I could not help but notice, as I drive down Ten Rod Road each day, that the lovely old Advent Street Church has recently received a new paint job, courtesy of its present owners, the McKay family. The McKay’s purchased the building; no let me rephrase that, they saved the building, more than two decades ago, when they purchased it and began to use it as warehouse space.
Sure, it would have been cheaper and easier to build a non-descript metal warehouse building, but that’s not the way this wonderful clan operates. They are invested in the village of Lafayette and they made this choice specifically to save the old church. Well, that got me thinking about this class of truly public buildings that also still serve North Kingstown’s needs in other ways. So this week we’ll tarry for a spell and examine the tales of church buildings that live on with a whole new purpose.
Let’s begin our journey through this topic down south in Saunderstown where the familiar and signature outline of the Saunderstown Post Office can surely be identified as a former church if you think about it a bit. Indeed this building was constructed in 1902 and given the impressive moniker “The Saunderstown Chapel of the South Ferry Baptist Church”. This structure really represented a population shift away from area around the picturesque South Ferry Church to the area around the growing village of Saunderstown. Church members living in that village, led by members of the Gould and Kelly clans, eventually won out and the South Ferry congregation moved full time to this future post office in 1907, closing the old church with its landmark spire. Eventually, even the parsonage was moved north up Boston Neck Road and still exists in Saunderstown today. The congregation at the Saunderstown Chapel worshipped here until the end of the 1940s when the church closed. It lay empty until 1962 when the US Post Office moved in.
Speaking of spires, up in Lafayette, the spire of the grand Lafayette Advent Christian Church building in that village, whose construction was largely funded by the Rodman family back in 1883, rises from the roof of a building which now has a completely different function. This church, which was constructed with a capacity to serve 330 congregants, is far too large and the present congregation now worships nearby at the Hornbeam Chapel. This big church building was saved from certain demolition by the aforementioned McKay family.
Additionally, three of these structures have been converted into single family homes. One is up on Fletcher Road; once the home of the Baptist Church of Quidnessett Neck, an authorized offshoot of the Allenton Baptist Church and the predecessor to the Quidnessett Baptist Church on Post Road, it’s now a fine little home with an intriguing past. A few miles west out in Slocum sits another home that once served as a church that was an offshoot of the same Baptist Church in Allenton. Built in1887 and used as a church by the Slocumville Baptist Church congregation and then the NK Seventh Day Adventists until 1960, it is now a family home. Finally, just south of Wickford, off a long country driveway on a small section of the Old Boston Neck Road, sits the circa 1800 former Wickford Quaker Meetinghouse, now converted into an inconspicuous little cottage. This church building once stood at the corner of Fowler and Friend Streets and served the Quaker community of the region from 1800 to 1850.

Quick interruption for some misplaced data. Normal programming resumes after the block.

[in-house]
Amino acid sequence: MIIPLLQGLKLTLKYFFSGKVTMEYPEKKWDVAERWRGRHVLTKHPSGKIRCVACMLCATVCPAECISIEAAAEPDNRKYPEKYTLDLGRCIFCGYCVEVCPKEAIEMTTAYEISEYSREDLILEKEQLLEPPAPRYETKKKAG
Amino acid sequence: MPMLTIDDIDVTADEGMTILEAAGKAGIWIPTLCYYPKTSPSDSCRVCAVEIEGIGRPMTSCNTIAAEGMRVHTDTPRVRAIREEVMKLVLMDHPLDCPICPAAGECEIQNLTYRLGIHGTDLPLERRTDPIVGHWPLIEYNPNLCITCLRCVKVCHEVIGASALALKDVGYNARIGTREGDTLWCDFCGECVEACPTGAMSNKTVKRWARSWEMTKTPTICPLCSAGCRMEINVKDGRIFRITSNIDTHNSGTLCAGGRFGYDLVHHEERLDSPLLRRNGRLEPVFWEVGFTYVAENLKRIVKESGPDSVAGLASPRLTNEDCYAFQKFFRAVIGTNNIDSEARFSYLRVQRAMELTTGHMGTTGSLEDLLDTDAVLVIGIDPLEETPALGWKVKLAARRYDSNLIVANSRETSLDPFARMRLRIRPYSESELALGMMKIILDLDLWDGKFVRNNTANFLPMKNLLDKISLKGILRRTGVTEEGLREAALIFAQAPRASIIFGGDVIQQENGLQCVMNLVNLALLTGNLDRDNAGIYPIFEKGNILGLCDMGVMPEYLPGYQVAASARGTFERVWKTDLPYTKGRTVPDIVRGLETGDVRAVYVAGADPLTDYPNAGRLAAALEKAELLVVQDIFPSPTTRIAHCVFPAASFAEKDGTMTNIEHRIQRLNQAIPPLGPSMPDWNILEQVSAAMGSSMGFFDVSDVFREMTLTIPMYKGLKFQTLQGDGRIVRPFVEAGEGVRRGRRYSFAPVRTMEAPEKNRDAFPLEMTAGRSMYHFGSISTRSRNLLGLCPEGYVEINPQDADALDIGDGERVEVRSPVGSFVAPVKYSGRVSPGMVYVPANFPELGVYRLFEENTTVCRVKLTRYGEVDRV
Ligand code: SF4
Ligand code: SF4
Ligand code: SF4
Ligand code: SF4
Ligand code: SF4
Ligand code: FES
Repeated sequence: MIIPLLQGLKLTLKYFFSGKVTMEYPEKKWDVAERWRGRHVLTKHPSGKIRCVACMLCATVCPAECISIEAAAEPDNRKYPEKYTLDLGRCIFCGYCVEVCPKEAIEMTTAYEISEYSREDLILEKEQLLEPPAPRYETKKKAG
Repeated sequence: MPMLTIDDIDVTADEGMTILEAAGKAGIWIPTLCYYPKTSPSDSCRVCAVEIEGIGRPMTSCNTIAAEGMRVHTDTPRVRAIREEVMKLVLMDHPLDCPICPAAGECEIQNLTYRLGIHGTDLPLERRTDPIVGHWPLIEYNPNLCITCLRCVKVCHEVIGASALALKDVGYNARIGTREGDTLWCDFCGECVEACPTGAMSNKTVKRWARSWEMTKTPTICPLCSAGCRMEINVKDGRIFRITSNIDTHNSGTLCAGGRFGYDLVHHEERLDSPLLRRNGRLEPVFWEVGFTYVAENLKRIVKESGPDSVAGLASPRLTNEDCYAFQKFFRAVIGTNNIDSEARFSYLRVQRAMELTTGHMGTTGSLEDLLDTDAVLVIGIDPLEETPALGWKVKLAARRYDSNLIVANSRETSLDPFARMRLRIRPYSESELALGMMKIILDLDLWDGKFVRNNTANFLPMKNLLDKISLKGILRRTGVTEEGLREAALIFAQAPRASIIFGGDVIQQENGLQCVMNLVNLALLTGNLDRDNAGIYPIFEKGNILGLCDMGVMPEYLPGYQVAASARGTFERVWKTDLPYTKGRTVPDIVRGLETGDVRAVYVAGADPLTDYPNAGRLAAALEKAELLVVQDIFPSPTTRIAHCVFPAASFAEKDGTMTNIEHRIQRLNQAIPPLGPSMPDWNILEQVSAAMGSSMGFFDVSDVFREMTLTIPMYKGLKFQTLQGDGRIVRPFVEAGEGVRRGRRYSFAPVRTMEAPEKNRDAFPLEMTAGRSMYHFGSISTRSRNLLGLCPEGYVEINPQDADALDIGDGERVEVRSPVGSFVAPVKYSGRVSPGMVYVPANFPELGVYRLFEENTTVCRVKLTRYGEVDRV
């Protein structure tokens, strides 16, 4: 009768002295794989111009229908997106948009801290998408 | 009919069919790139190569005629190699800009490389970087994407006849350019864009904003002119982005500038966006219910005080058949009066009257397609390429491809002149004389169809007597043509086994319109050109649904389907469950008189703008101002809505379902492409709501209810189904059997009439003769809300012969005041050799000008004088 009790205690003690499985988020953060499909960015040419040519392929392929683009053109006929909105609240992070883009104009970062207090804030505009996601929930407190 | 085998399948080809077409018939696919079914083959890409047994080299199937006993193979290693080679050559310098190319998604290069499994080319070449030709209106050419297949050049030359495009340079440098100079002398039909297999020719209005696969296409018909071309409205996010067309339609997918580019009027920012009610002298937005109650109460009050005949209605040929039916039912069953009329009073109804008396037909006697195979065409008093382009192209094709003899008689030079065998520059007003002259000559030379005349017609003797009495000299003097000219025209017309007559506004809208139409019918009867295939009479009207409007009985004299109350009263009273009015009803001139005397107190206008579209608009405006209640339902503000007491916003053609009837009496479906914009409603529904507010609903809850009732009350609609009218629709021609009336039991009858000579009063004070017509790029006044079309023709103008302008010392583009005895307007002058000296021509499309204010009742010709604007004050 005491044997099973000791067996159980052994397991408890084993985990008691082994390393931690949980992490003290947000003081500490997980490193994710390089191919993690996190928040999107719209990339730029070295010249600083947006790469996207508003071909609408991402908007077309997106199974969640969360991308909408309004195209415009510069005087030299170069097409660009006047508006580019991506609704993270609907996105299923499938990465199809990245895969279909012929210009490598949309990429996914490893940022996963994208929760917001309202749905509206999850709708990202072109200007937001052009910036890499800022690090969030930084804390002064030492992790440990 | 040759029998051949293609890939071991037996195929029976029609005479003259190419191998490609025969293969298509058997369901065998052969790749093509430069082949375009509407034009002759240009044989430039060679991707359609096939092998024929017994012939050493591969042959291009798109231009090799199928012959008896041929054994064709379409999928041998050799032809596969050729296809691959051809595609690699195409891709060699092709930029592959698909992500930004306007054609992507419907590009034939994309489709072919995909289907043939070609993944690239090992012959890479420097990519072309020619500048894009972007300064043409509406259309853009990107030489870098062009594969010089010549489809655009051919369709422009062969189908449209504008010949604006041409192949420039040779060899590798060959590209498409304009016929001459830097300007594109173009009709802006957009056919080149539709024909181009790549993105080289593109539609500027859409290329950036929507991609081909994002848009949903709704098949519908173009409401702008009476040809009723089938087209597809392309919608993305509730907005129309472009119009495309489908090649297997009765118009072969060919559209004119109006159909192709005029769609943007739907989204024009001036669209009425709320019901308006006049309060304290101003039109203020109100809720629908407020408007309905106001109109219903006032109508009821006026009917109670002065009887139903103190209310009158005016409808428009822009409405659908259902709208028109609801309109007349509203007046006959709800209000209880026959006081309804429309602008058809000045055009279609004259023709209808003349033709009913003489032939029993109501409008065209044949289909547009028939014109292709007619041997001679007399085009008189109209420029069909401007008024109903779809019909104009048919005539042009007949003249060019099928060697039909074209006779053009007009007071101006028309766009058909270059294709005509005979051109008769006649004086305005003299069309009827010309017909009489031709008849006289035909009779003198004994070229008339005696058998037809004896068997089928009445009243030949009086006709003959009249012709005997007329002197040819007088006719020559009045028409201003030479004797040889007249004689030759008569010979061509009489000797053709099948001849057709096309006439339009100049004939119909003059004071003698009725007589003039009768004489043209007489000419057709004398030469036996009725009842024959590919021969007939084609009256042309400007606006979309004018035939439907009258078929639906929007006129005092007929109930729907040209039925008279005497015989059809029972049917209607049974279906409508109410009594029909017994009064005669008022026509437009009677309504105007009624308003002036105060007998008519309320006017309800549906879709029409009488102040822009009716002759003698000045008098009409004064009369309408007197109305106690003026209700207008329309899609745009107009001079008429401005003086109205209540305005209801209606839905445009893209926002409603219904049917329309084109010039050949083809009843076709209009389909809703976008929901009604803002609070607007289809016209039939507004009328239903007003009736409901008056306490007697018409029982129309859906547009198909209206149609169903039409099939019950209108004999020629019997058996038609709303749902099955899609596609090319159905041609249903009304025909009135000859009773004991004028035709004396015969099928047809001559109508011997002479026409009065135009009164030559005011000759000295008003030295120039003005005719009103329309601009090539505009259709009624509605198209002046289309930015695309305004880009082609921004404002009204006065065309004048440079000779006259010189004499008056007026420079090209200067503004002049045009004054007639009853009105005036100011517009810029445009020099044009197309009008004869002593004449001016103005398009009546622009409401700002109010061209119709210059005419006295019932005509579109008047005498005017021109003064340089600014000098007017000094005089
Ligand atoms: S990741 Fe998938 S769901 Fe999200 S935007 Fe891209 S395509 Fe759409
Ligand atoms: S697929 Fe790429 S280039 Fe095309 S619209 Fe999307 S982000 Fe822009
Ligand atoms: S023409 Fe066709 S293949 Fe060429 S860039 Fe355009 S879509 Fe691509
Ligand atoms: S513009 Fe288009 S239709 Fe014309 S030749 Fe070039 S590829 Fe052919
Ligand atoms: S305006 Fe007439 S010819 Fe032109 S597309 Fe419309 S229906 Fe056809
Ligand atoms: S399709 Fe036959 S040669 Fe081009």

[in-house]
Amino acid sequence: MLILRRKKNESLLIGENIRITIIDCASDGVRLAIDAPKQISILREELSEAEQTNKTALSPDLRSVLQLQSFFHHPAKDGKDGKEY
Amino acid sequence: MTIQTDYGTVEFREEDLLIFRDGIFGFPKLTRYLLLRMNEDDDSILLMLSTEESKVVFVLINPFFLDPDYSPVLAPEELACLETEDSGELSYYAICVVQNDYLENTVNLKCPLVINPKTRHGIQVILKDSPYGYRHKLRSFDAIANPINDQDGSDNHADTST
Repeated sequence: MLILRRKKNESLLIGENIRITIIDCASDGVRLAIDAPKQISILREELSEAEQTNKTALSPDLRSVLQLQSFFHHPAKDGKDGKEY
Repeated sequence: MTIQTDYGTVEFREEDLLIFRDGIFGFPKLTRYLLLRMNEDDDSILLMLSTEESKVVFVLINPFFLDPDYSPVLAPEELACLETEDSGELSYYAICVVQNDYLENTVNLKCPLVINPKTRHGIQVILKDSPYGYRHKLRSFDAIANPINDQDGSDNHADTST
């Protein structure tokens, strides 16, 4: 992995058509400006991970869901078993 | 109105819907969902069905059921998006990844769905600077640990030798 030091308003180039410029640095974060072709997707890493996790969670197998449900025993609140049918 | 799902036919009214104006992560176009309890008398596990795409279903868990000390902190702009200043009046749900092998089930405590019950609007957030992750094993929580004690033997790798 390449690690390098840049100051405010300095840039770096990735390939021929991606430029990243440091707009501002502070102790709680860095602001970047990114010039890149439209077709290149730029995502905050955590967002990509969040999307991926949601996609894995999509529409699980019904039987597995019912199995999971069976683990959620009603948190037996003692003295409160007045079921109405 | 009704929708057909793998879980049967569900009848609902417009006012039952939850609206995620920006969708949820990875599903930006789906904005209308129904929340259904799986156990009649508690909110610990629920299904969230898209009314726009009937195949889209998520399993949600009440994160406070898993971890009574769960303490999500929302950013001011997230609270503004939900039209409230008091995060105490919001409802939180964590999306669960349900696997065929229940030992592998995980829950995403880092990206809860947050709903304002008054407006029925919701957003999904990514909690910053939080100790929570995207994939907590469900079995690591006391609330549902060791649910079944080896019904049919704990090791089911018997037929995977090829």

Our journey ends here in Wickford village with the last two entries on this interesting tally. The first near the intersection of Main and West Main began its days as the home of the Wickford Methodist Episcopal congregation, when it was built back in 1885. This congregation, which was deemed quite “vocally demonstrative” by the staid Baptists and Episcopalians of the day due to their love of loud hymn singing and impromptu personal testimonials, worshipped here until the 1920’s. After that the building served the village as overflow classroom space for the town’s school system, the location of the Town’s first ambulance service and then finally, the wonderful retail/office space that it is today. Lastly we need to take a gander at the building on the corner of Boone and Phillip Streets. Constructed in 1899 to house the Union Gospel Mission a congregation focused on temperance and the “evils of drink”, it later served as the home of North Kingstown’s Christian Science congregation for decades. For nearly 50 years now, this former church building has housed a dental practice and, as such, is probably a place where an awful lot of silent prayers are whispered to the heavens to this very day.